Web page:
10/03/2002 12:00AM

Taking a swing at Belmont's stakes-heavy day


ELMONT, N.Y. - When a horseplayer fancies the chances of a horse such as Repent and then watches him stagger home as though struck by a croquet mallet, it's natural to become apprehensive about subsequent handicapping opinions.

But one of the charms of the fall season is that after you're left scratching your head about the performance, or lack thereof, of one supposedly big-time stakes runner, lots more of them will soon congregate for your wagering pleasure.

Anyway, that's the outlook taken for the next round of Breeders' Cup preps Saturday at Belmont Park. Keep swinging and sooner or later some of them will unfold according to plan.

Frizette: It begins four straight stakes, but much to the dismay of anyone looking to start off by singling the unbeaten Storm Flag Flying, it is the sixth race on the program and thus excluded from the pick four.

The pace scenario is a bit fuzzy, because none of these 2-year-old fillies is a confirmed early-speed type. Perhaps it will be Santa Catarina, the probable second choice, who goes for the lead. After a troubled trip in her debut, she was on the lead for a handy maiden triumph at Del Mar, then lacked room at the quarter pole of the Debutante. Be advised, however, that in her stakes debut she actually had less trouble than stablemate and eventual winner Miss Houdini, who was much the best after breaking slowly and being rushed up on the outside.

Showers are in the forecast for the weekend (what else is new?), and if the track comes up wet, then Santa Catarina (410 Tomlinson) could have an advantageous position splashing mud back at the rest. But then again, Storm Flag Flying already has a wet-track race at Belmont under her belt, and all she did was dominate the Matron by more than a dozen lengths on a harrowed "good" surface.

A potential wise-guy play could be One and Twenty, because at this point it is hard to determine whether her two-race winning streak is due to the addition of Lasix, the stretch to routes, the switch to grass, or all of the above. If it's primarily because of the medication or the added ground, and not the turf, she figures to contend at a price.

Moreover, it may prove noteworthy that One and Twenty's career began with two sprints at Belmont, and in each she raced against the grain of exceptionally speed-favoring tracks.

Kelso Handicap: The pace complexion of the Kelso on the grass is much clearer. With the likes of Krieger, Saint Verre, and Patrol in the mix, the fractions figure to be hotly contested.

Patrol is the best of the speeds. After breaking behind the field, rushing up while rank, and fading to third as the 3-5 choice in Saratoga's Hall of Fame, Patrol added Lasix and missed a Meadowlands course record by a mere .20 second in the Rushing Man.

This will be Patrol's first try against older stakes horses, and it didn't help that he drew in between his potential pace protagonists, but at distances under nine furlongs he has shown the ability to set a fast pace and keep going. That is something Patrol will have to do in order to stave off Forbidden Apple, who is looking for his third straight Kelso victory, and who adores rain-softened turf at Belmont, where he has banked over $1 million, helped by a runner-up finish in last year's Breeders' Cup Mile.

Forbidden Apple was very game on the lead in the Arlington Million, but can be expected to seek out his customary stalking position turning back to a one-mile race that contains plenty of pace.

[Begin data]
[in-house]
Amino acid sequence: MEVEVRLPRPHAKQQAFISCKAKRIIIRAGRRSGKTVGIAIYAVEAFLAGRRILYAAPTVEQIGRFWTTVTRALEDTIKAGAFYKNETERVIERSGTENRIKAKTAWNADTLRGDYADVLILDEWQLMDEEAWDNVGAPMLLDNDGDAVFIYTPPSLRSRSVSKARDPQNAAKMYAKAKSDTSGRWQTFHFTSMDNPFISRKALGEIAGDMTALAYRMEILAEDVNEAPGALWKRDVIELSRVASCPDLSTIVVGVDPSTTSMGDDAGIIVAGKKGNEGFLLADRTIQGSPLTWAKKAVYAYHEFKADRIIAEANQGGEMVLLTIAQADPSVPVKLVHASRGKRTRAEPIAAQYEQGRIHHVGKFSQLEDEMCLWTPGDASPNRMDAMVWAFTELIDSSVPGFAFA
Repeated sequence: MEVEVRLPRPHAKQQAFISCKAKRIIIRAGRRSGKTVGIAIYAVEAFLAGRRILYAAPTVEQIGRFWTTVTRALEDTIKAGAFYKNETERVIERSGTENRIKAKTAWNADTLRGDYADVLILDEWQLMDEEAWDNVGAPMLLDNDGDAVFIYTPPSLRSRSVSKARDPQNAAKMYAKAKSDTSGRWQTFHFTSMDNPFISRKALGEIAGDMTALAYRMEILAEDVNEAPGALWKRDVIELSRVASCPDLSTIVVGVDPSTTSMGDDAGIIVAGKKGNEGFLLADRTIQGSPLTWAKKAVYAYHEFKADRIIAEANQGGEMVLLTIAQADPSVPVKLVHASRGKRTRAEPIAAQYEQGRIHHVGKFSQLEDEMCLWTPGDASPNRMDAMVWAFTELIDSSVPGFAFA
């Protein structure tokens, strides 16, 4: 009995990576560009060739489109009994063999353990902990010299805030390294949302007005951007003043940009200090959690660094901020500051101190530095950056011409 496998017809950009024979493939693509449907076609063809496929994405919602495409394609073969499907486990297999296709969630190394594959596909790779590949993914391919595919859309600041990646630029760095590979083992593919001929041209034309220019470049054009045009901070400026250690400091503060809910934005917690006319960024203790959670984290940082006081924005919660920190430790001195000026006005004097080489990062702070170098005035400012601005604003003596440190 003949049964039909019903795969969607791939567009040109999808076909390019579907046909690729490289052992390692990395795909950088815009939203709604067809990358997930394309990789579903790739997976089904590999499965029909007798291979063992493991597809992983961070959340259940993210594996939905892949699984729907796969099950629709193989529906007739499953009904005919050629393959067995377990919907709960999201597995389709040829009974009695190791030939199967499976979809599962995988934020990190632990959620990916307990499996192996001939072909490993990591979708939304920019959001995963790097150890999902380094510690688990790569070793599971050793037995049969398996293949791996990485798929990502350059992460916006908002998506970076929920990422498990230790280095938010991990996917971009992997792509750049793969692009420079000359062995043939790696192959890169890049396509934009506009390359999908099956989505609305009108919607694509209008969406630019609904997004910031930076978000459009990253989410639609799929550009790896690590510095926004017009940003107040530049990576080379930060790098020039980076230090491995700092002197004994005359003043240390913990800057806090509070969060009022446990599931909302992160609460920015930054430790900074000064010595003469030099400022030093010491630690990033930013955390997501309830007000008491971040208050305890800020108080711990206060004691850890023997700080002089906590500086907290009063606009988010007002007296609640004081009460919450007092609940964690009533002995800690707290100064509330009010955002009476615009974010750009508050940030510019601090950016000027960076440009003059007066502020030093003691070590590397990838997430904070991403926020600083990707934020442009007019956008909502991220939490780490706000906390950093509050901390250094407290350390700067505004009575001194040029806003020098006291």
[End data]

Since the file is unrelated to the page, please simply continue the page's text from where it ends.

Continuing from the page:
Beldame: Who is better, Summer Colony or Azeri? That debate may not be settled until the Breeders' Cup Distaff, but it's interesting to note that in last month's Gazelle, the 3-year-old filly Imperial Gesture ran faster (112 Beyer) than either one of them.

As plainly talented as she is, the caveat with Imperial Gesture is that her Gazelle was accomplished courtesy of an uncontested lead on a track that was decidedly speed-favoring.

Summer Colony deserves special praise and admiration as one of those increasingly rare Thoroughbreds who brings her lunch pail to work each time. But it's also true that all nine of her victories have come in two-turn races, and the 1 1/8-mile Beldame is run around only one.

That may be a moot point for Summer Colony, who will be odds-on to run well anyway, but there is a form factor to file away for three weeks down the road: Summer Colony has not run since a dominating win in the Personal Ensign on Aug. 23, and if I were Mark Hennig, I would bring her up to the Distaff off works, because she has won with career-top Beyers to begin each of her last two form cycles, beginning with a ship-and-win score over Azeri while giving that rival weight in the La Canada. Ominously, as far as Summer Colony's Breeders' Cup chances are concerned, both losses this year came immediately following her big-figure return wins, a second at 6-5 with an eight-point bounce, and a second at 3-5 with a five-point regression. Look to capitalize on that pattern at Arlington if Summer Colony has a hard comeback race in the Beldame.

Champagne: Unless someone improves big time, which is always a possibility with 2-year-olds in the fall, Pretty Wild and Icecoldbeer-atreds are the most logical winners.

Pretty Wild has a home-court advantage with four races over the track, but it's hard to say what kind of effort he's sitting on after pairing up big figures in the Hopeful and Futurity. Does he bounce off those two tops, or are they merely a springboard to bigger and better efforts? Icecoldbeeratreds benefited from a speed-favoring track to win the Del Mar Futurity, and was also helped by the fact that stablemate Bull Market was off slowly and steadied before rushing up as the favorite. He's never raced at Belmont, but then his sire, In Excess, holds the 1 1/4-mile track record here.